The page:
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What Happens Next? Federal, State & Local Partners Work Together to Identify and Address Public Health and Social Services Needs in Texas following Hurricane Harvey

Author: CDR Betty Hastings,Texas Federal Health and Social Services Recovery Field Coordinator, Office of Emergency Management, HHS Office of the Assistant Secretary for Preparedness and Response
Published Date: 12/26/2017 12:27:00 PM
Category: Response & Recovery;

The response to Hurricane Harvey was rapid and robust. In the days and weeks after the storm, over 1,000 public health and medical responders deployed to protect residents’ health and save lives. HHS worked alongside state agencies, disaster relief organizations and other federal partners as part of the response.

But what happens now?  How can communities across Texas recover?

To answer these questions, state and local health and human services officials needed more information and a better understanding of the health and social services needs created in the wake of the storm. In general terms, state and federal government staffs knew that the damage had been extensive, impacting about 60 counties and damaging more than 200,000 homes, plus businesses and schools. Yet they didn’t have enough information to focus recovery efforts, prioritize recovery activities, or target resources so they could be used effectively.

In Texas, recovery experts from the Department of Health and Human Services (HHS) Office of the Assistant Secretary for Preparedness and Response (ASPR) offered state officials a new approach: assistance with a health and social services landscape assessment. The assessment is used to help state and local officials better understand the impact the storm had on health and social services; identify the recovery resources that are available at the local, state and federal levels; and outline long-term recovery actions.

Texas Governor Greg Abbott understood that recovery is more than repairing roads and transportation services, more than rebuilding homes and businesses and removing debris. Beyond the “sticks and bricks” of recovery, you need to look at the health, social services, and environment needs of communities. He quickly requested federal assistance, activating the National Disaster Recovery Framework that includes the Health and Social Services Recovery Support Function (HSS RSF).

Between October 24-27, six multi-disciplinary HSS RSF teams – each including environmental, public health, social services, behavioral health, and health care system representatives from HHS, the U.S. Public Health Service Commissioned Corps, as well as the Texas Health and Human Services Commission and the Texas Department of State Health Services – visited 13 counties and 112 health and social services programs and schools. These counties and facilities were selected based on triaging information from 20 existing de-identified datasets, including FEMA’s Individual Assistance applications, private insurance claims, social vulnerability indices, floodplain and storm path maps and programmatic data from hospitals, nursing homes, community health clinics, schools, child care facilities, mental health authorities and FEMA Disaster Recovery Centers.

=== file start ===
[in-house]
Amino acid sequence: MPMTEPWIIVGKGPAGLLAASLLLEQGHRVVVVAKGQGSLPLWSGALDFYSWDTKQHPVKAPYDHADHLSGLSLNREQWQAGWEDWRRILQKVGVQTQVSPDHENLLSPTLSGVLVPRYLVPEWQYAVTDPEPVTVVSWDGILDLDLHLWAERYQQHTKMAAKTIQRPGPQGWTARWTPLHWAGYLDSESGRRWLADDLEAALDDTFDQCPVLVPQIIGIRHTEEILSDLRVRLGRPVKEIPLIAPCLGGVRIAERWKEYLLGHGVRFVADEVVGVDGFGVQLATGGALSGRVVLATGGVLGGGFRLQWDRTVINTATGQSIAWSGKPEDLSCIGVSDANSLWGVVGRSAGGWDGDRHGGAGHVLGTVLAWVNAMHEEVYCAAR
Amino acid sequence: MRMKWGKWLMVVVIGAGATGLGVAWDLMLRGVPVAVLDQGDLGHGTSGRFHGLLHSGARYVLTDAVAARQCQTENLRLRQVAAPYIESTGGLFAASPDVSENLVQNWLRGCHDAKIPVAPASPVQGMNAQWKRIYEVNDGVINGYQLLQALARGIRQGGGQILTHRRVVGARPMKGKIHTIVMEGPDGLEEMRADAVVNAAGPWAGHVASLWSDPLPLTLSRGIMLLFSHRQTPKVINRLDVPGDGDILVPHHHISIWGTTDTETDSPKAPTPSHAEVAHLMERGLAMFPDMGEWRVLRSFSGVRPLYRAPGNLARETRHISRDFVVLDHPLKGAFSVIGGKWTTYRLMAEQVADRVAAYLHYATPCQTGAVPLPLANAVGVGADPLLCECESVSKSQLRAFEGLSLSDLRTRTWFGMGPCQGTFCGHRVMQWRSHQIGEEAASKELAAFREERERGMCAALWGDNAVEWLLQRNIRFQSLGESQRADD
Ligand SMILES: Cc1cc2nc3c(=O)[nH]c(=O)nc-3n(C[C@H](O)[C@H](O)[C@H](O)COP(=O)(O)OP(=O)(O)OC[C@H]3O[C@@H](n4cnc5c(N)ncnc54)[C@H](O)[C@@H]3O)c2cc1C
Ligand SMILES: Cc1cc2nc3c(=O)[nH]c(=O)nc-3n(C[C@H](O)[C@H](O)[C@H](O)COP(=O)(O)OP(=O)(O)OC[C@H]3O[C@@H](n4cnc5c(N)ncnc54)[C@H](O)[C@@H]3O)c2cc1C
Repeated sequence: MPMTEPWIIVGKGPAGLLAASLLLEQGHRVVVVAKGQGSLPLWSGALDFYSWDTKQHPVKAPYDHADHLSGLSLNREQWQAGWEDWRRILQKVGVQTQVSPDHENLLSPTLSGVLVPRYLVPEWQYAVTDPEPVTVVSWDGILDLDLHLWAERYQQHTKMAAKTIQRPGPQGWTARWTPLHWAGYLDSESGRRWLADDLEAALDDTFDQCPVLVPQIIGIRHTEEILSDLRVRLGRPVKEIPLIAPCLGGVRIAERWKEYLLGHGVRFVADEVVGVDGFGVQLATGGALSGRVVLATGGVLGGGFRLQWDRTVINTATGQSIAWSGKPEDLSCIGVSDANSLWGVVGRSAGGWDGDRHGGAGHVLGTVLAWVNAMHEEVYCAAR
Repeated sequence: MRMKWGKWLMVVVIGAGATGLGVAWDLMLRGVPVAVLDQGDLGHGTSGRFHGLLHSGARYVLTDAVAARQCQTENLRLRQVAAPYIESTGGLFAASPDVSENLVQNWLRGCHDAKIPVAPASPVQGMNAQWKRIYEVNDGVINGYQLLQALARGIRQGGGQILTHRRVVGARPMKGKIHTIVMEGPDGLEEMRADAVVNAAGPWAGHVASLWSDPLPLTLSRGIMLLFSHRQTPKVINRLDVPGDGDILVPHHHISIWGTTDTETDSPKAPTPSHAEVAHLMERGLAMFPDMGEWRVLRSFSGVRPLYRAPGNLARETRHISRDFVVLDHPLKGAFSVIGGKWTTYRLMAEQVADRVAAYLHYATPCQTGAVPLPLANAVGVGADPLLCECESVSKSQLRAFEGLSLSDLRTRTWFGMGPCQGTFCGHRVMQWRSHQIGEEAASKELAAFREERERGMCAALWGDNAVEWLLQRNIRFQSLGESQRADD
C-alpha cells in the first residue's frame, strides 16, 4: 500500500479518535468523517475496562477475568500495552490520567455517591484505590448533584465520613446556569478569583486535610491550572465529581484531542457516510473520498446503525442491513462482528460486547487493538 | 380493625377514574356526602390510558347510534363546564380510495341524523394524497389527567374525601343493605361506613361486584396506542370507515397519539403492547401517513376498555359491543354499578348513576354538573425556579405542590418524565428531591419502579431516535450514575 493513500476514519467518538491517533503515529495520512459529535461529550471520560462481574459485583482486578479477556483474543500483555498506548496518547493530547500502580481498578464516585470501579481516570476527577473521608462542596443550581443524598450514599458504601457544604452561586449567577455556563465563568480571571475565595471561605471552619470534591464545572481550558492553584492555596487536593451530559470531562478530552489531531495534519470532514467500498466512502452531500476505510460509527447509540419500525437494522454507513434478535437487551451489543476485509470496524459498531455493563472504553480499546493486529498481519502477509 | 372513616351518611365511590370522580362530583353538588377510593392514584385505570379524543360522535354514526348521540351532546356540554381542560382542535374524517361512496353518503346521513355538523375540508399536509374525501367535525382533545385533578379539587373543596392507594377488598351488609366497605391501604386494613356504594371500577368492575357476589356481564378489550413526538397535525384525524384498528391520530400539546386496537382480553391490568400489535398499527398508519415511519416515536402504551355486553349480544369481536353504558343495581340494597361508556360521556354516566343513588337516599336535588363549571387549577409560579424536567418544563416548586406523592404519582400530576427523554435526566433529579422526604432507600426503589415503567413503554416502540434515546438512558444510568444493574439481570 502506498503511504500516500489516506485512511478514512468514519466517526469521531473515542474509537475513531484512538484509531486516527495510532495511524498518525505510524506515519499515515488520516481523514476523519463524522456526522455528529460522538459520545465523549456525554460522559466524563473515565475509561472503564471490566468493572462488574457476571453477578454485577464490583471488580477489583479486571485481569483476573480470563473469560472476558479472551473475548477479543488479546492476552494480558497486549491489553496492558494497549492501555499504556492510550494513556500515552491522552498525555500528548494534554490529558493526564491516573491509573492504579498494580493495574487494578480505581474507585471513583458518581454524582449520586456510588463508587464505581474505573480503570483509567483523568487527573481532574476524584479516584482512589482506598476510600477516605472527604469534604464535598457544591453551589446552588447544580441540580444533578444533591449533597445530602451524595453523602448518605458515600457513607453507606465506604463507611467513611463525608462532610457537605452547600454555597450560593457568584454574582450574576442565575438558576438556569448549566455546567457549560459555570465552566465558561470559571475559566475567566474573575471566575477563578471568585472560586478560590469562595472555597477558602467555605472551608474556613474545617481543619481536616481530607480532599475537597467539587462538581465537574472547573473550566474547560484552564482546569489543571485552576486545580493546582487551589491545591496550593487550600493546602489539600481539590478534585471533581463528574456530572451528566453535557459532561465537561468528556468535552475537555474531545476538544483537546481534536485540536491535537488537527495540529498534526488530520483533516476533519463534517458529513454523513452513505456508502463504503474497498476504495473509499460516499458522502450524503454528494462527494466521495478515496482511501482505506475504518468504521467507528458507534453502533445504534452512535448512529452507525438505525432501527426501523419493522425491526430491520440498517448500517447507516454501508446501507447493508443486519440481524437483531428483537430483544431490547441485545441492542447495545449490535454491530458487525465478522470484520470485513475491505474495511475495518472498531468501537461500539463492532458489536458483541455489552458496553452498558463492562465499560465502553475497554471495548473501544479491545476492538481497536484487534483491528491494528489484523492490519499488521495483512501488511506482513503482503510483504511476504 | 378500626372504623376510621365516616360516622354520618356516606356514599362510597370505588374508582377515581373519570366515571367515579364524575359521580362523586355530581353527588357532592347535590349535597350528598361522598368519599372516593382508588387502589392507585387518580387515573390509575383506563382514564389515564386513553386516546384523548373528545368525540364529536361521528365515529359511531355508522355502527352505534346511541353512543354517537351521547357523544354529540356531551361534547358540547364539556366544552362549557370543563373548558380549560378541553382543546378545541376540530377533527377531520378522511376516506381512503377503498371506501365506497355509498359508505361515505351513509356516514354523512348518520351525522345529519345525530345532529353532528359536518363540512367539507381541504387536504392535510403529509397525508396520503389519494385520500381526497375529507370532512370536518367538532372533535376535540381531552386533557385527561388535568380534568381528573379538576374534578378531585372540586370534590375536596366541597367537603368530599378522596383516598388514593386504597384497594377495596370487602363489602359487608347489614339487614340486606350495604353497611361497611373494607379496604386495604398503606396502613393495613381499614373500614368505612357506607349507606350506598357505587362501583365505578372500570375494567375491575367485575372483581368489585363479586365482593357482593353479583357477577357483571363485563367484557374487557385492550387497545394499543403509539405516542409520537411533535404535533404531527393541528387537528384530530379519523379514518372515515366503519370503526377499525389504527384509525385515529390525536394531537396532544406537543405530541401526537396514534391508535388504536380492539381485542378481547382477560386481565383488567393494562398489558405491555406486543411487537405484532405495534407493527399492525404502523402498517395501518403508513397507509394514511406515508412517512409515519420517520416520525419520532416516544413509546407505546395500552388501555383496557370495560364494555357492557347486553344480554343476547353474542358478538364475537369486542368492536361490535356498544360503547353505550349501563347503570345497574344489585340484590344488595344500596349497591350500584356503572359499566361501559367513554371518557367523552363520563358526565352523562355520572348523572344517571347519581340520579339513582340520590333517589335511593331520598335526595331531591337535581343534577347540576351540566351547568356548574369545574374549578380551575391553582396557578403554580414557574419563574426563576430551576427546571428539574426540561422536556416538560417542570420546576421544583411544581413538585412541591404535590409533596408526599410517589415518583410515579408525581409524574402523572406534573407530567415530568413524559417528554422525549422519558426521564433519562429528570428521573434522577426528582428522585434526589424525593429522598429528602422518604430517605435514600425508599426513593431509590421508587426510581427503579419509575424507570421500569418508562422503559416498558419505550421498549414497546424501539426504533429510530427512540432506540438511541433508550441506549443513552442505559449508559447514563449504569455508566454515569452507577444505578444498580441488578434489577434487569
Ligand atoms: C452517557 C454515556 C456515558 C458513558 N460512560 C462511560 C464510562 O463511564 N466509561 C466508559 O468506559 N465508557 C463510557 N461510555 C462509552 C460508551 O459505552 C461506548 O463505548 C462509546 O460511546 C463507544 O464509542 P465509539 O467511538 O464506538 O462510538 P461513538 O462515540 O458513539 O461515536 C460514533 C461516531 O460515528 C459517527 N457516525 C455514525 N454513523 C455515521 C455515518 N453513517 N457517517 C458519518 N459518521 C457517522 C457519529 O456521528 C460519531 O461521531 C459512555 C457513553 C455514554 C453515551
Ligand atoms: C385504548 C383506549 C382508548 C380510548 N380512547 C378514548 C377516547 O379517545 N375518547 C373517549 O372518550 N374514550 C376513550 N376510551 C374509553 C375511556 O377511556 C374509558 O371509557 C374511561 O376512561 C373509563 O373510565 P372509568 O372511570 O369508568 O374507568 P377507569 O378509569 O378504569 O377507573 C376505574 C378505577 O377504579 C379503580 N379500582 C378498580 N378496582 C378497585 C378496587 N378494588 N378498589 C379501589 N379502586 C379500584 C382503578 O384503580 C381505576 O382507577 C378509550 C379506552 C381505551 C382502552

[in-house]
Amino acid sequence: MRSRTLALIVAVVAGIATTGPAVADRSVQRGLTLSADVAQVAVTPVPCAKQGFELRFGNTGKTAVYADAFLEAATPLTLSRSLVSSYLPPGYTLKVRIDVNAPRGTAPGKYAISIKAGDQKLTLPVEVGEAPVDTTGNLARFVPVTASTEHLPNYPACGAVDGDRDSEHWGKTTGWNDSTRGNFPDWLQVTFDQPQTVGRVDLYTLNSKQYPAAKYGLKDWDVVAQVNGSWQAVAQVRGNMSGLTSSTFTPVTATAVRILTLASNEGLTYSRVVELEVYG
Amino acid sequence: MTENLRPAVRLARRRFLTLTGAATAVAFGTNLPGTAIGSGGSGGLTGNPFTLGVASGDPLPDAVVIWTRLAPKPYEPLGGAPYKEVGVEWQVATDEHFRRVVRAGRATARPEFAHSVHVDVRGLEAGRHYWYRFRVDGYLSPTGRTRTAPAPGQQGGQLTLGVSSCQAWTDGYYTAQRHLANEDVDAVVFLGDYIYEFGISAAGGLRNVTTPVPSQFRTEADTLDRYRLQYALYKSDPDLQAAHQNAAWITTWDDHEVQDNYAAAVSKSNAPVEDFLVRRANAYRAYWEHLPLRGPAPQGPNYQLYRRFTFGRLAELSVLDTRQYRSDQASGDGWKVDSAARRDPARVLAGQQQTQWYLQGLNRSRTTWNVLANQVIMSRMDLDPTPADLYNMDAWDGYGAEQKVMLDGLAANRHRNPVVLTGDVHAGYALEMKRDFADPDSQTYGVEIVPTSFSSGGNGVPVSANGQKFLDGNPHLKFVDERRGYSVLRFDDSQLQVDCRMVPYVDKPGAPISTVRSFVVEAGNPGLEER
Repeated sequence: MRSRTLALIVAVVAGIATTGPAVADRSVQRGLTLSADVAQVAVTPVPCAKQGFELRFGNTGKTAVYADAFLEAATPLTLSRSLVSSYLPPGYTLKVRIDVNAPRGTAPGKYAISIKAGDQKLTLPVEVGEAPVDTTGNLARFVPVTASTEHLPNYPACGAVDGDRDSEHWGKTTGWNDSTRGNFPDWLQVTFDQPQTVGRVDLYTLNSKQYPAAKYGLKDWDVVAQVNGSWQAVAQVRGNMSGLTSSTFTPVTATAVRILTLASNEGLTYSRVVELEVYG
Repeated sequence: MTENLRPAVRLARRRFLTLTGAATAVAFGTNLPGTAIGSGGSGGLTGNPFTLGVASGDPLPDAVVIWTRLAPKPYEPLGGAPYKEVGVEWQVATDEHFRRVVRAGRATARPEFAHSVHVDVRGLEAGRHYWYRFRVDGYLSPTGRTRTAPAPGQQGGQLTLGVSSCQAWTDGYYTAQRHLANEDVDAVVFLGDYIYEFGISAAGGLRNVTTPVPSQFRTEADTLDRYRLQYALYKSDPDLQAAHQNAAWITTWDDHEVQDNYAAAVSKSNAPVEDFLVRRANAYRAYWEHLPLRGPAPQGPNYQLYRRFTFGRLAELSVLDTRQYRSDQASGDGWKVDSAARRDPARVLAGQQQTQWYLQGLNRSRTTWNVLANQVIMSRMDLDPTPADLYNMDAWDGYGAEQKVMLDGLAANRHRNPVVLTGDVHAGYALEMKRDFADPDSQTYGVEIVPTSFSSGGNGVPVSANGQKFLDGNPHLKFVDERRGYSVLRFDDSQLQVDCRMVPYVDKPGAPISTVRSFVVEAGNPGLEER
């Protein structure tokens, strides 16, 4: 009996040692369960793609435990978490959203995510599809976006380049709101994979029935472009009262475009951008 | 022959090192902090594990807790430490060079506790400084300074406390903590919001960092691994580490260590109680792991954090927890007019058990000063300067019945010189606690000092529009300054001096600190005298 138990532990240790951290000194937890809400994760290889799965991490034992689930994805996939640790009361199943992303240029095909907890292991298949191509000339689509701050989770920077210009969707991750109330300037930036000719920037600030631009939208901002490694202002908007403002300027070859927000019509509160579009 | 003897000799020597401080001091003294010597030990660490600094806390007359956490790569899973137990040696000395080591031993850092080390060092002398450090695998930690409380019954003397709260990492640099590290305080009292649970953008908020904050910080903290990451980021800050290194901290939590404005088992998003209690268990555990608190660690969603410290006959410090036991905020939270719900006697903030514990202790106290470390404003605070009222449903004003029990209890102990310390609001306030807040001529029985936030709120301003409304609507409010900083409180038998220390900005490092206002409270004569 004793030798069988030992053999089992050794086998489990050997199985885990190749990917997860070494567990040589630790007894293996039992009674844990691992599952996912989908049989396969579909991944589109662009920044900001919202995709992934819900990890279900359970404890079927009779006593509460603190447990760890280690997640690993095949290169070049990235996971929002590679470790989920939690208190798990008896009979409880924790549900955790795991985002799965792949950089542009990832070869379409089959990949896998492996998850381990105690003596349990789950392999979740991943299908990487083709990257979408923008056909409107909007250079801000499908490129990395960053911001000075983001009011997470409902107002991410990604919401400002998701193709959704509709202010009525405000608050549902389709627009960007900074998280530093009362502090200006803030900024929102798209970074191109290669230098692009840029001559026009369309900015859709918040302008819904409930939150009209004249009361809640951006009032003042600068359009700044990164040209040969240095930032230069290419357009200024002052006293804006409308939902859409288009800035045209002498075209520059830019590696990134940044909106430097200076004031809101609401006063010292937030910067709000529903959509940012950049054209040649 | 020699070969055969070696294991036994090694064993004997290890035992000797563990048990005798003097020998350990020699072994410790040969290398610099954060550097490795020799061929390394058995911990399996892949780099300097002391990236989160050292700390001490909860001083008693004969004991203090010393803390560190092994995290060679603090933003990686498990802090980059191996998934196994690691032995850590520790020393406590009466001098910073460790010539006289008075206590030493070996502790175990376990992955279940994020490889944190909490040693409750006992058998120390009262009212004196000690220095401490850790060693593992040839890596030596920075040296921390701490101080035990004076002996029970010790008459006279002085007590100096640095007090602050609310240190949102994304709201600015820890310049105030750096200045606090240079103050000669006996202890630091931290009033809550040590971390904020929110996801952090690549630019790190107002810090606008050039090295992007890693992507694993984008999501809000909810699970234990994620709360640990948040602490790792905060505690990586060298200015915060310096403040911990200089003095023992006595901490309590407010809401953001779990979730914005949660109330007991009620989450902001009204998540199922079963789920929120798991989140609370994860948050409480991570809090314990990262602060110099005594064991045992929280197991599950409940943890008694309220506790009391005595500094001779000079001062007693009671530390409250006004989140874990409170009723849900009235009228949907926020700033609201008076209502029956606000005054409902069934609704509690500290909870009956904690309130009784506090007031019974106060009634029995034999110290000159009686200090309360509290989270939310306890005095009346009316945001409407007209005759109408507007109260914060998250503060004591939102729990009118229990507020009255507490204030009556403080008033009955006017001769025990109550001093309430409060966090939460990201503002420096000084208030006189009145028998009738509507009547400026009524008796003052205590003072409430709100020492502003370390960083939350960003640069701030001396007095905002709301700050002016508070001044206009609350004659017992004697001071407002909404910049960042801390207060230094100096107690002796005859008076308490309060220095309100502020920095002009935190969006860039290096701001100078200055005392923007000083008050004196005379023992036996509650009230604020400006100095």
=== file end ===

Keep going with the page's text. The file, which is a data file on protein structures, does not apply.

Each site received a recovery needs assessment. During the assessments, team members held informal, recovery-focused discussions with facility staff on disaster recovery challenges and successes. The sites provided a status update on their damages; discussed issues related to their staffing, patients and communities; environmental and safety concerns; and any other primary needs. During the visits, state and federal team members also had an opportunity to distribute important information to help facilities with their recovery efforts, including the quickest way to apply for federal assistance.

Following the site visits, members from all six teams debriefed. Analysts from the HSS RSF Team reviewed the data and within 48 hours issued a report to the state and its recovery partners. Based on the results of the analysis, Texas is implementing five new projects: peer-to-peer recovery training for school administrators, train-the-trainer programs for first responders and a train-the-trainer program in psychological first aid for educators.  The state will also establish a health care systems recovery workgroup and a children and youth recovery task force.

Activating the Recovery Framework also helped state officials establish relationships with key federal partners from each HSS RSF team. These relationships may prove invaluable when trying to navigate and access federal assets during disaster recovery. In turn, the federal government also is utilizing the data to improve the resources and services it offers states during the recovery phase.

If you aren’t familiar with the federal government’s Health and Social Service Recovery Support Function and what it can do for your state, check it out. State, local, territorial, or tribal officials with questions can reach out to the ASPR Recovery Team.


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